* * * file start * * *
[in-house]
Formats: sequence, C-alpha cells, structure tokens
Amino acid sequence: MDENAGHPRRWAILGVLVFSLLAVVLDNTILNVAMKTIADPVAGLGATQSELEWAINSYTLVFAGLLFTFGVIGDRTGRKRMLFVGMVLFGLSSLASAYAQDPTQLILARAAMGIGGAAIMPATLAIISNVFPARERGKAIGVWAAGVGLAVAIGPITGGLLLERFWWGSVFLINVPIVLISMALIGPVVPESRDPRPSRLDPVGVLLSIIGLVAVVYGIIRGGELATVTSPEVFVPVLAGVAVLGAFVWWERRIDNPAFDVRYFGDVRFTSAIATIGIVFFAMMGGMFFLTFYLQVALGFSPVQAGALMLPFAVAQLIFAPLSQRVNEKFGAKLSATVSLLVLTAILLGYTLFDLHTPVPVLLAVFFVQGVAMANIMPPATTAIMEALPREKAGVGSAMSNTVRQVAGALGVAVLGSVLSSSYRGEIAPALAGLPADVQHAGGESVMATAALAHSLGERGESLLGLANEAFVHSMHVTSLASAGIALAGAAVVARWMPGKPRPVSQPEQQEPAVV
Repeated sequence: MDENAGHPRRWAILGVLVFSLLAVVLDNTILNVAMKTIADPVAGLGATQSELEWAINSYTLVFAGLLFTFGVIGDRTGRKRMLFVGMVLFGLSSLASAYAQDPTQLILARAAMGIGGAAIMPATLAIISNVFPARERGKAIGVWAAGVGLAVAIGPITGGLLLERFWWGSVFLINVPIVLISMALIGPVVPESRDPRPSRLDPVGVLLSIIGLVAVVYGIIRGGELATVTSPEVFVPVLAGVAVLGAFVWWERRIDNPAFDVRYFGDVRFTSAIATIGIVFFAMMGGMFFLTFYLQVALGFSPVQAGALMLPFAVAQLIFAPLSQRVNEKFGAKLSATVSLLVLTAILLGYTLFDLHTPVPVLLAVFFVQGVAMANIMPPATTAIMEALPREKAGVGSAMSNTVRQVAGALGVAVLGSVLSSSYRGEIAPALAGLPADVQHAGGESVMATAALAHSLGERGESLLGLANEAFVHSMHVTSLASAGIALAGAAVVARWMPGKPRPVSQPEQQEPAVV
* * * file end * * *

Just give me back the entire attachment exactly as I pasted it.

[in-house]
Formats: sequence, C-alpha cells, structure tokens
Amino acid sequence: MDENAGHPRRWAILGVLVFSLLAVVLDNTILNVAMKTIADPVAGLGATQSELEWAINSYTLVFAGLLFTFGVIGDRTGRKRMLFVGMVLFGLSSLASAYAQDPTQLILARAAMGIGGAAIMPATLAIISNVFPARERGKAIGVWAAGVGLAVAIGPITGGLLLERFWWGSVFLINVPIVLISMALIGPVVPESRDPRPSRLDPVGVLLSIIGLVAVVYGIIRGGELATVTSPEVFVPVLAGVAVLGAFVWWERRIDNPAFDVRYFGDVRFTSAIATIGIVFFAMMGGMFFLTFYLQVALGFSPVQAGALMLPFAVAQLIFAPLSQRVNEKFGAKLSATVSLLVLTAILLGYTLFDLHTPVPVLLAVFFVQGVAMANIMPPATTAIMEALPREKAGVGSAMSNTVRQVAGALGVAVLGSVLSSSYRGEIAPALAGLPADVQHAGGESVMATAALAHSLGERGESLLGLANEAFVHSMHVTSLASAGIALAGAAVVARWMPGKPRPVSQPEQQEPAVV
Repeated sequence: MDENAGHPRRWAILGVLVFSLLAVVLDNTILNVAMKTIADPVAGLGATQSELEWAINSYTLVFAGLLFTFGVIGDRTGRKRMLFVGMVLFGLSSLASAYAQDPTQLILARAAMGIGGAAIMPATLAIISNVFPARERGKAIGVWAAGVGLAVAIGPITGGLLLERFWWGSVFLINVPIVLISMALIGPVVPESRDPRPSRLDPVGVLLSIIGLVAVVYGIIRGGELATVTSPEVFVPVLAGVAVLGAFVWWERRIDNPAFDVRYFGDVRFTSAIATIGIVFFAMMGGMFFLTFYLQVALGFSPVQAGALMLPFAVAQLIFAPLSQRVNEKFGAKLSATVSLLVLTAILLGYTLFDLHTPVPVLLAVFFVQGVAMANIMPPATTAIMEALPREKAGVGSAMSNTVRQVAGALGVAVLGSVLSSSYRGEIAPALAGLPADVQHAGGESVMATAALAHSLGERGESLLGLANEAFVHSMHVTSLASAGIALAGAAVVARWMPGKPRPVSQPEQQEPAVV